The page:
Improving Bin Picking Performance
Dan Sorin |Jul. 29, 2020
There is a great opportunity to have multiple robots work together in many application domains, including manufacturing and logistics. The potential performance advantage of being able to use multiple robots is similar to the benefits of being able to use multiple people to complete a task.
Using a standard bin picking application as a case study, we’re going to explain why current technology can’t take much advantage of this opportunity. But first let’s see where a single-robot gets bottlenecked, so that we better understand how multiple robots could provide benefit.
One Robot Per Task
Single Robot Bin Picking
This video shows a single robot picking parts out of an assembly bin and placing them in a package for shipment. Due to several performance bottlenecks, which are highlighted below, the robot performs this task more slowly than a person, and this poor performance limits the adoption of automation.
There are four performance limiting factors with one robot working on a task with conventional off-the-shelf methods:
Physical limits: The time required to do each pick and place is based on the distance, speed and acceleration of the robot and processing data with conventional off-the-shelf methods. The most promising solution to increase performance is to add more robots, but this only helps if those robots can work collaboratively. (More on this later?)
Gripper performance: There is some period of time during which the robot must stop moving in order for the gripper to open or close when picking and placing. As gripping technology continues to incrementally improve, gripping time will decrease.
Perception performance: In this application a structured light camera is used to locate up to 8 parts inside the bin and provide pick poses for them. As camera technology improves, they will be able to provide targets and poses more quickly.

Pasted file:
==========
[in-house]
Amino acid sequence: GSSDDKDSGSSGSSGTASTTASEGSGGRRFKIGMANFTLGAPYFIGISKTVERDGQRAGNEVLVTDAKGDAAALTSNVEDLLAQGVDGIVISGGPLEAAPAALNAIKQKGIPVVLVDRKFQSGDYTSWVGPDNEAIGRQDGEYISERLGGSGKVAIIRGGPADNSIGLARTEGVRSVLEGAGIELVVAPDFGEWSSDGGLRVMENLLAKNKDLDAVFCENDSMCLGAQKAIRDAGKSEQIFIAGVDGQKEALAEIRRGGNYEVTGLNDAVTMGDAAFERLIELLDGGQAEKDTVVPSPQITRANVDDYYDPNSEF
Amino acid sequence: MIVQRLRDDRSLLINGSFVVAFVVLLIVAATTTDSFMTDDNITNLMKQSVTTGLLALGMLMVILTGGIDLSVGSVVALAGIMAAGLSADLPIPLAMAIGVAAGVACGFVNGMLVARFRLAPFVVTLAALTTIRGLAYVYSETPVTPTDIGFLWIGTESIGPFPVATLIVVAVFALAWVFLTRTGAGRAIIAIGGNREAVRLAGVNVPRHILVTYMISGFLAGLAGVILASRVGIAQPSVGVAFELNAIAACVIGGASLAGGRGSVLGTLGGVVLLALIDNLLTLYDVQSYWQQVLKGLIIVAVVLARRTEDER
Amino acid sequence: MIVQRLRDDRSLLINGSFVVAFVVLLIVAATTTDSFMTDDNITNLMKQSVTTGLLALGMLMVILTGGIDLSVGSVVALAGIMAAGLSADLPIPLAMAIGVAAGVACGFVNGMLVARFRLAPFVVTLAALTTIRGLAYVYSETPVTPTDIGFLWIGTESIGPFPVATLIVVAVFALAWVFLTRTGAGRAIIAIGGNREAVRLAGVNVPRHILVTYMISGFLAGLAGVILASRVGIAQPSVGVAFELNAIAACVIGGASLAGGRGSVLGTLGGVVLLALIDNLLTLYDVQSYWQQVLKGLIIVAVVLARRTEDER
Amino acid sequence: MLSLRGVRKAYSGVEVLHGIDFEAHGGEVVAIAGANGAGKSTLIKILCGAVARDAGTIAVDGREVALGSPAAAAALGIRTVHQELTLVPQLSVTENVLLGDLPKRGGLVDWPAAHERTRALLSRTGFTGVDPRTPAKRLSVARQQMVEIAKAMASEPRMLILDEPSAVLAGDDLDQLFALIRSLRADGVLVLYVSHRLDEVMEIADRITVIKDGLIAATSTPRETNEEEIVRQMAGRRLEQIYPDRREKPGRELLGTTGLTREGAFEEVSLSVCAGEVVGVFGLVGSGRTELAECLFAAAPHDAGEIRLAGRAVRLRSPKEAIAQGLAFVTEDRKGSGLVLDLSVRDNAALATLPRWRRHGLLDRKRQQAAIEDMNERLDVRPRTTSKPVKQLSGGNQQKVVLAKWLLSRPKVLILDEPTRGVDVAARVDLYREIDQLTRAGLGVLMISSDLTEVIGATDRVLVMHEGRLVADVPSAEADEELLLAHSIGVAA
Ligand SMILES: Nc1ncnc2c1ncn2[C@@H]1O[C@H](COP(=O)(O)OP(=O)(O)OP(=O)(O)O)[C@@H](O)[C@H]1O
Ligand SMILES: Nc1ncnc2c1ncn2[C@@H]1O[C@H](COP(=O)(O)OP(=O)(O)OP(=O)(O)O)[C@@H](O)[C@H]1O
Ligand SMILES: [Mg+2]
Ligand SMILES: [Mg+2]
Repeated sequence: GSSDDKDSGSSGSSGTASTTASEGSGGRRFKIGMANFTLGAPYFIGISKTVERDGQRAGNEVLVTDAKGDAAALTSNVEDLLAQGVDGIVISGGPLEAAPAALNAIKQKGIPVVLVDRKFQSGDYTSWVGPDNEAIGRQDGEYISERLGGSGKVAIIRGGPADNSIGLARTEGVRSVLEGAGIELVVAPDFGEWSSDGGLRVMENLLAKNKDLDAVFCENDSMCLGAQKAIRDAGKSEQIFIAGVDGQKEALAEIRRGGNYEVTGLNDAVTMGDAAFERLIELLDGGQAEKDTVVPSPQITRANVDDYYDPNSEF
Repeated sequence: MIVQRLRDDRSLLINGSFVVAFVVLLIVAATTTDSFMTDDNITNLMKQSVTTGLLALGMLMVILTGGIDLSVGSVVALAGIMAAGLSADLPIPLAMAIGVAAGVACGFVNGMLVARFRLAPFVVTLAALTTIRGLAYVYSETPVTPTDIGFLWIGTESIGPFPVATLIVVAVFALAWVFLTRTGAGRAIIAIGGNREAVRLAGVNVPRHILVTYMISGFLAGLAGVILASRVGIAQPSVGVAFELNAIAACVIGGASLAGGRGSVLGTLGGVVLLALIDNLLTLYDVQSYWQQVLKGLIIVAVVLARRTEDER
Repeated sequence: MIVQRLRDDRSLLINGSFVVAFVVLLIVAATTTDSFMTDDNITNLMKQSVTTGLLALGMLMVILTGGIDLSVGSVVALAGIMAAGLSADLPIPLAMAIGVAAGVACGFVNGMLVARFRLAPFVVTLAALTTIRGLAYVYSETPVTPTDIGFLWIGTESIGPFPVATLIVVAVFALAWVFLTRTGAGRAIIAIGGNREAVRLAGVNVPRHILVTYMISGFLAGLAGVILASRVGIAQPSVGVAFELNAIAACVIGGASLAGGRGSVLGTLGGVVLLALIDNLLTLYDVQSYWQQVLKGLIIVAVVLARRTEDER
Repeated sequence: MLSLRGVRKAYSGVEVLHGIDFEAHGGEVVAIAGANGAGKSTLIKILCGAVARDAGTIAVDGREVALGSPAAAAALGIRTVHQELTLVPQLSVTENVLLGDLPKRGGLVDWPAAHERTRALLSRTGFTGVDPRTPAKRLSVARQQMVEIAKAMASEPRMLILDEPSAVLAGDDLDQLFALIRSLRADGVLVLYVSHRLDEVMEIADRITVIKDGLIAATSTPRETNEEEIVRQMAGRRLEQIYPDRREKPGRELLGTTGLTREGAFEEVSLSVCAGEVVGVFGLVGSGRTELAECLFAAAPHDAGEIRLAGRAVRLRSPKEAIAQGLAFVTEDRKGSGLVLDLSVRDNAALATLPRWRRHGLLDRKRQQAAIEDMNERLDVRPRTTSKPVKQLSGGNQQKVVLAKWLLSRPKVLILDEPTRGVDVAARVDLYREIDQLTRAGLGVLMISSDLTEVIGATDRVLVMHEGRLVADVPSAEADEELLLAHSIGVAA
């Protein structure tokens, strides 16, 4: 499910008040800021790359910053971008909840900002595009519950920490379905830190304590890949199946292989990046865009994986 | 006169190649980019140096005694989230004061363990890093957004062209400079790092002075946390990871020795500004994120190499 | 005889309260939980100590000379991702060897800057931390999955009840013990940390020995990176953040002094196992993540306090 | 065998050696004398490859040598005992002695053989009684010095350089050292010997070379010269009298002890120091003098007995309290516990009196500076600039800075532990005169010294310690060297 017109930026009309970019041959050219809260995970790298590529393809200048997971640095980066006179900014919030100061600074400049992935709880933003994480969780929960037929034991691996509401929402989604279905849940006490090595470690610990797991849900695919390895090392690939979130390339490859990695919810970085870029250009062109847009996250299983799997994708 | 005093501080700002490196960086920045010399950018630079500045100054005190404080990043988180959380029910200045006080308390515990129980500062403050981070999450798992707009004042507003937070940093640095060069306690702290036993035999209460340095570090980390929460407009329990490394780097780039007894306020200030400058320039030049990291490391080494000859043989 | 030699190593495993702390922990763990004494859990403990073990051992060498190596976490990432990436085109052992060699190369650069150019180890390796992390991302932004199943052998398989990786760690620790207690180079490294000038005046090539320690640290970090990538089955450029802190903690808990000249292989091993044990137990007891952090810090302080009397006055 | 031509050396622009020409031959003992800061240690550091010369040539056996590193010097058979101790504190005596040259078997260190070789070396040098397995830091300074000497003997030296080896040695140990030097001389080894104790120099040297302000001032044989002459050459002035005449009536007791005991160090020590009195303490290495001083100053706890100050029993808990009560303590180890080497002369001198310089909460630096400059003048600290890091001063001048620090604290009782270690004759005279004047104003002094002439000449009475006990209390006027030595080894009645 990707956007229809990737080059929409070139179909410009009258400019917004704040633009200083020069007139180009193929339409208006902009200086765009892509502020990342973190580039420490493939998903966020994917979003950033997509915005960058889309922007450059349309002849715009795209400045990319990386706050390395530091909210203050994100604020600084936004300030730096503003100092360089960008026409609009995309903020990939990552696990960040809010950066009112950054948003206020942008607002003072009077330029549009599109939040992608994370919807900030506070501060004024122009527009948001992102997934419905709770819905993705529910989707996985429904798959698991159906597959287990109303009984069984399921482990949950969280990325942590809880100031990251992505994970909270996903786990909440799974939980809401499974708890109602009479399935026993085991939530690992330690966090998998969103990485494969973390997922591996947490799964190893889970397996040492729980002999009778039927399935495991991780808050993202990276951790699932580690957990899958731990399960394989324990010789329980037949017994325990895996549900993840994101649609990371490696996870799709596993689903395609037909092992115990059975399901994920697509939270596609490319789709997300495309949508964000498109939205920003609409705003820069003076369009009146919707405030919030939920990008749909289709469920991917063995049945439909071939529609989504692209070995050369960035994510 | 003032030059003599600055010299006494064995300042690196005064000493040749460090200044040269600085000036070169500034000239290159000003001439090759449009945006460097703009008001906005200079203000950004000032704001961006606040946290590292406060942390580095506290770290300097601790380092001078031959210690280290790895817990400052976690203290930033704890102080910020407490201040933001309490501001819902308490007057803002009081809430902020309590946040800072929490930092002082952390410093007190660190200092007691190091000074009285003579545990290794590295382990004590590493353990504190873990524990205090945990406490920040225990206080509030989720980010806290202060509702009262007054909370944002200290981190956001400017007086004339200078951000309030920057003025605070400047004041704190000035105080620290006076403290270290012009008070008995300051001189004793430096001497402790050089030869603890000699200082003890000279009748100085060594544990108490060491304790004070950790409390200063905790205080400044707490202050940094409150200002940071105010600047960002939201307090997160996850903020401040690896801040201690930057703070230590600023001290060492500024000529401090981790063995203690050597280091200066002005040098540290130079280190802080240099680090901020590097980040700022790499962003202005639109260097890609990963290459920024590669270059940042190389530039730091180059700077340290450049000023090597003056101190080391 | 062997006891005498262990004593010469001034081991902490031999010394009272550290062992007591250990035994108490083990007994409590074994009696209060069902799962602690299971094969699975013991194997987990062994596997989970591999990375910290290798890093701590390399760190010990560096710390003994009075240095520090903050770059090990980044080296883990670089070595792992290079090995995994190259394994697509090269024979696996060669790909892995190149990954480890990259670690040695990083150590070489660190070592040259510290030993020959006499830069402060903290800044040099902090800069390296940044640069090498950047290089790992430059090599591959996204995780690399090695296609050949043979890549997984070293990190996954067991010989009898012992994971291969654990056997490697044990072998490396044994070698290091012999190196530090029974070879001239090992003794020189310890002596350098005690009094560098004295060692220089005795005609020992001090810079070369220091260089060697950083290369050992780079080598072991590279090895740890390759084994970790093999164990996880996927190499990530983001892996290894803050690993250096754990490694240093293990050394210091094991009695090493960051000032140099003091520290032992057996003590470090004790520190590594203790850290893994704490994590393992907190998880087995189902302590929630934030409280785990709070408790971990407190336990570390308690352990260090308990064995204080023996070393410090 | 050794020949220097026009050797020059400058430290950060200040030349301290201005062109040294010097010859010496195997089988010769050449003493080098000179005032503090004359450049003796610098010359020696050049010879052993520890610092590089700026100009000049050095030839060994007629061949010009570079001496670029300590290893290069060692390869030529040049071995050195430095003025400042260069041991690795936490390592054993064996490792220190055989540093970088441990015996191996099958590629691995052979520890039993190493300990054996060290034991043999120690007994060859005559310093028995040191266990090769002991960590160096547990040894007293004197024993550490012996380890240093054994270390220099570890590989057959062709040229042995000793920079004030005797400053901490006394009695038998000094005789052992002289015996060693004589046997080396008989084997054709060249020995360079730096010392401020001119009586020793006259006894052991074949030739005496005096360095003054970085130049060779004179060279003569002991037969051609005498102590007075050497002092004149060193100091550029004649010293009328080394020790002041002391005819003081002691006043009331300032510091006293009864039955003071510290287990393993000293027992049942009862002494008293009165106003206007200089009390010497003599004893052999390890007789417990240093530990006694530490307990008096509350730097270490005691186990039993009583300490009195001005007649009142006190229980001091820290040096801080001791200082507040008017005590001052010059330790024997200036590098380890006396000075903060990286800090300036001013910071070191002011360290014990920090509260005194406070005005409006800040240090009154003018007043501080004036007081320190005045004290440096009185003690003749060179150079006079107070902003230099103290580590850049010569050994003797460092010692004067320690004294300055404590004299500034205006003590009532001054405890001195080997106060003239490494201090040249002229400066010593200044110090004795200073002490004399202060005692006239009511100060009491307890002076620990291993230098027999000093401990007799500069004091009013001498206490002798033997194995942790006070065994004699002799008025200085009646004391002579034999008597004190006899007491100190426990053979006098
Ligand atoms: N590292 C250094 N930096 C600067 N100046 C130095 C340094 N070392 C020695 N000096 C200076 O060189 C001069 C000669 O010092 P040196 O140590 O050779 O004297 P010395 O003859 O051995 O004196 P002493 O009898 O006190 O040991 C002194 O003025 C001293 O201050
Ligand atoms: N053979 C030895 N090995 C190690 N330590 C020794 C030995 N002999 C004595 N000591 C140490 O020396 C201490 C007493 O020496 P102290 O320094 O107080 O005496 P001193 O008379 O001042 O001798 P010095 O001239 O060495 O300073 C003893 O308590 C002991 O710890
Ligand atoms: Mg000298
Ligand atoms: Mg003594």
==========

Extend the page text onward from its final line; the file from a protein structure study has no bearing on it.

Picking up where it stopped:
Robot motion planning: When a pick pose is provided to a robot, there is some delay as the robot makes a motion plan to get to that pose. Motion planning has been a longstanding bottleneck in robotics, and it can take several seconds to perform using prior technology. Realtime Robotics has the only solution for eliminating this crucial bottleneck. (More on this later?)
Two Robots Per Task
Multi-Robot Bin Picking with Interlocks
In theory, adding a second robot should double the performance of the workcell, but practice and performance is far from theory. Instead of achieving ideal linear speedup as we add robots, we get the poor marginal gains of the “Current reality” blue curve.
Why is the marginal benefit of the second robot so limited? Because the robot motions must be coordinated to not collide with each other when picking. This process is extremely challenging for robot programmers, which is why the industry standard solution is conservative and leaves a lot of performance on the table.
The current industry approach is to introduce the concept of an interference zone, or an area where only one robot is allowed to be at any time. In a workcell, any region that is reachable by more than one robot is its own interference zone. In our example, an interference zone is designated above the blue bin, meaning only one robot can be above or in the bin at one time. This ensures the robots will not collide with each other, because while the first robot is picking the second robot is waiting outside the interference zone. Specifically, even if more than one robot could have safely been in separate parts of the interference zone, that would be prohibited. In our application, one robot idles while the other robot makes a pick.
Two Robots with Realtime’s Technology per Task
Multi-Robots Bin Picking with Realtime Technology
The key to optimal performance is having both robots work simultaneously. The Realtime Controller actively monitors the robots and the workspace to generate collision-free plans in real-time. With both robots being able to have safe, close movements the need for conventional interference zones is eliminated. The result is dramatically increased throughput, because robots are not needing to idle when the other is within the interference zone.
The Upshot: How Much More Performance?
For specific performance impact on how much performance was gained, we ran four trials with each scenario. The table below shows the average performance of all the trials. The Realtime Controller achieves a 74% higher performance than the single-robot baseline, whereas using interference zones achieves only 14% higher performance.